Star Fox Guard is a strange spinoff of a beloved franchise, taking on an entirely unorthodox gameplay loop for Fox and friends. You can glean as much from a quick peek at screenshots and videos. What you won't see in your fancy screenshots and schmancy videos is just how much Guard is secretly a horror game.
Nintendo Life, we hear you say, Nintendo Life, that's nuts. You say some weird stuff sometimes but this is a bizarre conclusion even for you. Yes, the game takes place in the daylight. Yes, the main characters are space frogs with cowboy attitudes and yeehaw parlance. Yes, the enemies are cutesy robots. Yes, you're armed to the teeth and not remotely defenseless. But hear us out: all signs point to Guard being quite the horror experience.
See, horror is more than a coat of paint and some guttural shrieks. Effective horror gets under your skin, making you feel vulnerable and concerned for your well-being. Star Fox Guard excels by every terrifying metric. Fear is baked into the gameplay in an astonishingly effective way. Guard wouldn't have to change a single mechanic to be counted as among the year's scariest games if Nintendo killed the lights and swapped the cute robots for blood-vomiting monsters. We haven't experienced this much dread in a video game since 4-player ChuChu Rocket! blasted into our hearts and made us fear our Dreamcasts, GBAs, and one another.
Guard puts you in the role of a security operator for various mining sites across the Star Fox galaxy owned by Corneria Precious Metals, Ltd. The facilities are owned by the immaculately named Grippy Toad, fan-favorite Slippy Toad's uncle, who has a pesky robot infestation problem. Apparently, these robots simply cannot stop attacking the labyrinthian mining facilities, and you're in charge of making sure they don't get through to the core. At your disposal are 12 cameras with weapons attached, strategically placed around the facility, to fight them off.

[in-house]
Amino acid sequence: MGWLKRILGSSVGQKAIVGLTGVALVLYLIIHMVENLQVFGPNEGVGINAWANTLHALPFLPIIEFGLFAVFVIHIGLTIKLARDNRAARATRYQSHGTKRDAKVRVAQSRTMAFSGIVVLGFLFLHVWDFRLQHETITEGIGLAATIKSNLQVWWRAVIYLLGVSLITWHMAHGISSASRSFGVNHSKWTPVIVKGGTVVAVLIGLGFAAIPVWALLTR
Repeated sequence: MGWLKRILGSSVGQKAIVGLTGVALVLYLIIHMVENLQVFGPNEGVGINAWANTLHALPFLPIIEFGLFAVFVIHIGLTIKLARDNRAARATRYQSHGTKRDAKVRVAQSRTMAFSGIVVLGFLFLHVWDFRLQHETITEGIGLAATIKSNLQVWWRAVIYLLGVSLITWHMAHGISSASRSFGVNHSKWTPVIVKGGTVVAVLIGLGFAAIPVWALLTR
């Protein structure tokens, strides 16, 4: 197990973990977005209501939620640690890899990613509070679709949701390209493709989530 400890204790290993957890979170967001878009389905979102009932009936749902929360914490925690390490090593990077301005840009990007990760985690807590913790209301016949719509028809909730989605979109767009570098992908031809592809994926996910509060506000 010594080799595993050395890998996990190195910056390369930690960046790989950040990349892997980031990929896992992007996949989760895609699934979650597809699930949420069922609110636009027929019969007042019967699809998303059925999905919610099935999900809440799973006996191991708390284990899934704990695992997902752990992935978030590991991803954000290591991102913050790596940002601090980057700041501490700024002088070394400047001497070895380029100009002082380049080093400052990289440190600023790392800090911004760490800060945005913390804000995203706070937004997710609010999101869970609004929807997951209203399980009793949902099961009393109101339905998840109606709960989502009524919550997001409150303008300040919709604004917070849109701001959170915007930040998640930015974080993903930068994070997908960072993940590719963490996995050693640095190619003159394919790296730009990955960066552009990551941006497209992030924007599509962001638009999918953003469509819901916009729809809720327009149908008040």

You have to keep track of all 12 cameras at once, which is the source of a lot of Guard's tension. On the TV screen is a large central display surrounded by the twelve camera feeds. These feeds are numbered and correspond to the various cameras placed around the facility. A map of the facility and corresponding camera placements are found on the GamePad — tap a camera on the GamePad to commandeer it in the central display, which then allows you to shoot. Before each mission you can position the cameras and equip them with whatever weapons you may have unlocked to boost your chances of a successful defense.
Guard's tension comes from prolonged periods of anticipation punctuated by sudden rushes of robots. You're never quite sure where the next wave will come from, or what fresh hell it'll bring. Some robots rush towards the center, others will obscure your view, and some require diversionary camera tactics to defeat. Keeping an eye on all 12 monitors is no simple task — not only because there are so many of them to track, but because their screens are small and somewhat difficult to make out. Switching monitors means taking your eyes off the main screen for a split second, and in some cases the robot you want to target may have skedaddled out of that camera's vision, which kicks off a frantic race to locate the right camera and switch to it in time. This may not sound horribly demanding, but as different types of robots get up in your face and cameras start to alert you that one has broken through and you're racing to prioritize what to blow up first, then holy smokes can it get frantic. Luckily, if you feel overwhelmed and need backup, you can scan a Fox or Falco amiibo to call in air support once a day. Take that, robot scum!
We've fought through the first two worlds — Corneria and Titania — and flop sweat like you wouldn't believe. The main missions are tricky enough, and each world's various Extra missions are sure to put the finishing touches on you. For social horrors, an online mode called My Squad allows you to design your own robot attack waves and upload them for all to dread. The editor is dead simple to use and borrows heavily in design from music sequencers — a fitting metaphor for composing your symphonies of destruction.
We're simultaneously excited and terrified to play more Star Fox Guard. Here's hoping we survive long enough to crank out the full review later this month.